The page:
The problems cited above are much the same if the function is intended to check whether the file can be opened for reading. The revised code I showed first is slightly verbose. Since the presumed purpose is to check whether the file can be opened, the calling code should be responsible for dealing with the 'it cannot be opened case'; it knows what sort of diagnostic to generate. This is a slightly more compact version of the revision, but the object code for the this and the one above would be identical.

int openCatalog(char catalogname[])
{
    FILE *fp = fopen(catalogname, "r");
    if (fp != 0)
    {
        fclose(fp);
        return 1;
    }
    return 0;
}

A simple implementation of err_report_and_exit() is:

#include "errreport.h"
#include <stdio.h>
#include <stdlib.h>
#include <starg.h>

void err_report_and_exit(char const *format, ...)
{
    va_list args;
    va_start(args, format);
    vfprintf(stderr, format, args);
    va_end(args);
    exit(EXIT_FAILURE);
}

The "errreport.h" header might be:

#ifndef ERRREPORT_H_INCLUDED
#define ERRREPORT_H_INCLUDED

#ifdef __GNUC__
#define PRINTFLIKE(n,m) __attribute__((format(printf,n,m)))
#define NORETURN()      __attribute__((noreturn))
#else
#define PRINTFLIKE(n,m) /* If only */
#define NORETURN()      /* If only */
#endif /* __GNUC__ */

extern void err_report_and_exit(char const *format, ...) PRINTFLIKE(1,2) NORETURN();

#endif /* ERRREPORT_H_INCLUDED */

The GCC-specific bits mean that you get the same level of format error reporting as if you were using printf() directly.

(This code is modelled on a bigger package that systematically uses err_ as a function prefix. In that package, this function would be err_error(). That's why it is err_ rather than error_ — though the explanation takes longer to type than it would to fix it. The big package is contained in files stderr.c and stderr.h, though there's an argument that it is treading on thin ice using the std prefix. It is, however, my standard error reporting package.)

share|improve this answer
    
This is still wrong. If the file is successfully opened, you leave it dangling without closing it. -1 –  Richard J. Ross III May 6 '12 at 1:39
1  
@Richard: The function is prototyped to return FILE*. Of course it is still open. –  sarnold May 6 '12 at 1:39
    
@sarnold look at HIS remake of the OP's function. it returns an int NOT a FILE *. –  Richard J. Ross III May 6 '12 at 1:40
1  
@Richard: In the alternative, "checking" version, I still see an fclose() call in the successful case... –  sarnold May 6 '12 at 1:42
FILE* openCatalog(char catalogname[])

This would be better as char *catalogname, as you're not actually getting passed an array -- you're getting a pointer to a character. (It's a funny little quirk of C.) While this works, I find the reminder that you're only getting a pointer is very welcome.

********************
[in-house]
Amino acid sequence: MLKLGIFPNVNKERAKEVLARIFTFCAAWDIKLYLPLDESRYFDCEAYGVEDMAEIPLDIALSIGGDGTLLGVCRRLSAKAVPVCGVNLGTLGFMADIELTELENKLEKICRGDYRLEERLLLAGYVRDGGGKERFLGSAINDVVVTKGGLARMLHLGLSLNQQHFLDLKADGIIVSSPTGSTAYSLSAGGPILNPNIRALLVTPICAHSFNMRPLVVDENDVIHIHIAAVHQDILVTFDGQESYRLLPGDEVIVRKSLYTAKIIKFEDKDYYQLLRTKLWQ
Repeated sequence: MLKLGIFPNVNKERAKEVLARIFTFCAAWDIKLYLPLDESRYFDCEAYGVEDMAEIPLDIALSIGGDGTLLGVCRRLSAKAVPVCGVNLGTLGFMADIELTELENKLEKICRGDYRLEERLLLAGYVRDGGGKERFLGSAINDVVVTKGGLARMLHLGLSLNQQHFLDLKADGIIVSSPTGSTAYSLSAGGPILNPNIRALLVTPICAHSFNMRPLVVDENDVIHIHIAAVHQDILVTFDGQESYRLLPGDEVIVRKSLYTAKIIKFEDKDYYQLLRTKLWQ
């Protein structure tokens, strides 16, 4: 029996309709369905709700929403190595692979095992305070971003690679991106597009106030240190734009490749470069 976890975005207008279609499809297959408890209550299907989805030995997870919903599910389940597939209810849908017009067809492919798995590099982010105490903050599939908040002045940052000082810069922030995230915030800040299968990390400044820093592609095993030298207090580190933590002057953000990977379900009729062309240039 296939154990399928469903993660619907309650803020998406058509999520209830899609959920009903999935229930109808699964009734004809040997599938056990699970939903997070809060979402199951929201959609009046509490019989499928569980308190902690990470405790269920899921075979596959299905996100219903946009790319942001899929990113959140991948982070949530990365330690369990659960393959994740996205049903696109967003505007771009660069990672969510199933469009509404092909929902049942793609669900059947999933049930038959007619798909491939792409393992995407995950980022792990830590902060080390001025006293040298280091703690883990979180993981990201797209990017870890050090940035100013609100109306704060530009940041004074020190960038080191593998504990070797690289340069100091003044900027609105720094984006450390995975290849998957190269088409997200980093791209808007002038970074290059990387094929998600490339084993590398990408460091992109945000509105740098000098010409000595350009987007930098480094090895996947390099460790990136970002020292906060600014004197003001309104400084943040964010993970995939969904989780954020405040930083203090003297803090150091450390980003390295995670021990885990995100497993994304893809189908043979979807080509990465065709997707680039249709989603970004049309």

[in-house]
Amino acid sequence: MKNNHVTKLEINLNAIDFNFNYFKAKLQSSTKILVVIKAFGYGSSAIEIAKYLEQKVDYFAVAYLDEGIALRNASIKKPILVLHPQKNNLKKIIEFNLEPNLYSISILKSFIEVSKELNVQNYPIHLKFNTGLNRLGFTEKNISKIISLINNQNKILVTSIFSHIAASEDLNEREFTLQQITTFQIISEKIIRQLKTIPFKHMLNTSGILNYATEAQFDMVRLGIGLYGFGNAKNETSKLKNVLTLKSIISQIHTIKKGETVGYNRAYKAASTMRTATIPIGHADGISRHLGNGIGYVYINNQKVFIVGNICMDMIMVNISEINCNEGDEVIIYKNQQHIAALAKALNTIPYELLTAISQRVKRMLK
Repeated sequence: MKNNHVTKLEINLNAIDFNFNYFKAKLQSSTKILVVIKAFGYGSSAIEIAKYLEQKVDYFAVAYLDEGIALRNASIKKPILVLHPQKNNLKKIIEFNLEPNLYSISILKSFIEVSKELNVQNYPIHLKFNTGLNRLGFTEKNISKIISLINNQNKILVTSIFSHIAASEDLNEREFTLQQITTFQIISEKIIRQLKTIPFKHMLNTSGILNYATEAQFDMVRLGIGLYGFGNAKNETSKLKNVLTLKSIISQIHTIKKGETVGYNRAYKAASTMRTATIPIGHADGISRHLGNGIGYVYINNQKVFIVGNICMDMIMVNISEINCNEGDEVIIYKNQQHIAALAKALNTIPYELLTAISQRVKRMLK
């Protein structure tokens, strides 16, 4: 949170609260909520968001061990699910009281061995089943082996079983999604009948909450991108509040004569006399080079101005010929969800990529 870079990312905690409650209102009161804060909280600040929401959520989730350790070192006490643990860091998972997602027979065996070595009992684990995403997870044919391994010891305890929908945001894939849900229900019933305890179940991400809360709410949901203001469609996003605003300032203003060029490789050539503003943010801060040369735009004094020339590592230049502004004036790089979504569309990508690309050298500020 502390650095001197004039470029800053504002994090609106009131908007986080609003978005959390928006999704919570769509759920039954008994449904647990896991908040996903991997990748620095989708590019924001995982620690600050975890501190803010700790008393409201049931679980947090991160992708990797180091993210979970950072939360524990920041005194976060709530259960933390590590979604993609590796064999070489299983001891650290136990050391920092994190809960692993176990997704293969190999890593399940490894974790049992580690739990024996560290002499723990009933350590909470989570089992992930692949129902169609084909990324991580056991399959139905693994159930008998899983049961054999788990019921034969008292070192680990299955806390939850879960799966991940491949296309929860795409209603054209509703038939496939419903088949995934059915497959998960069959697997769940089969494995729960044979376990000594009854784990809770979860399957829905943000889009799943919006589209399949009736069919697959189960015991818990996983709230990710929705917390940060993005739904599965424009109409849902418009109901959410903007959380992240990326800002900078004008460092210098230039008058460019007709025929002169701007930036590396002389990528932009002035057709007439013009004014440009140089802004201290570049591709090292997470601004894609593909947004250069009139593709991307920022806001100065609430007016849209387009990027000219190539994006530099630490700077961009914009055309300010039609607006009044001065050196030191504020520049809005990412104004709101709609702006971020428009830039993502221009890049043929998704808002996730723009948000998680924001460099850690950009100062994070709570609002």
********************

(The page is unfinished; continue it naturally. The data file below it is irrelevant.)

catalogname = fopen ("*catalogname", "r");

fopen(3) returns a FILE* object. You cannot assign a FILE* to a char [] variable.

If you want to use the catalogname variable in the fopen(3) call, just use it:

FILE *f = fopen(catalogname, "r");
if(fopen != 0)

fopen is a function pointer in this context. You're not comparing the return value of the previous fopen() call against 0, but instead the function pointer against 0. That's not what you want.

    return 1;

You declared your function to return a FILE *, and that is what you should return -- not an integer.

A re-written version would look like this:

FILE* openCatalog(char *catalogname) {
    FILE *f = fopen(catalogname, "r");
    if (!f)
        perror("Unable to open file");
    return f;
}
share|improve this answer
  • Incompatible pointer type

    catalogname = fopen ("*catalogname", "r");
    

    catalogname is an array of chars (char catalogname[]), while fopen() returns a file pointer (FILE*). Naturally, assignment of file pointer to char array (which is a different kind of pointer - and, what's more, unassignable) doesn't make any sense.

  • return makes pointer from integer without a cast

    You declare that your function returns FILE* here: FILE* openCatalog(...). But, your return statements are return 1; and return 0;. There, the compiler thinks you want to to return a file pointer of value 1 (or 0), hence the response.

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Actually, you have quite a few errors, some of which hare masked

First:

catalogename = fopen("*catalogname", "r");

Is wrong. I think what you want is:

FILE *fPtr = fopen(catalogname, "r");

Then, after that, your function's body changes quite a bit:

if (fPtr == NULL || ferror(fPtr) != 0) // if the file isn't NULL or if there is no errors with opening the file...
{
    if (fPtr != NULL) // never try to close a NULL file ...
        fclose(fPtr);

    return NULL; // best way to report an error in C - return NUL or set errno
}

else
{
     return fPtr; // return the file we just made.
}
share|improve this answer

The first warning:

You are assigning FILE* (what fopen returns) to catalogname which is char [].

The second warning:

The function returns type FILE* while you are returning an integer 0 or 1

Did you want something else? Like:

FILE* openCatalog(char catalogname[])
{
   FILE* file = fopen (catalogname, "r");
share|improve this answer
    
Creating a new variable with the same name is not allowed in C. –  Richard J. Ross III May 6 '12 at 1:39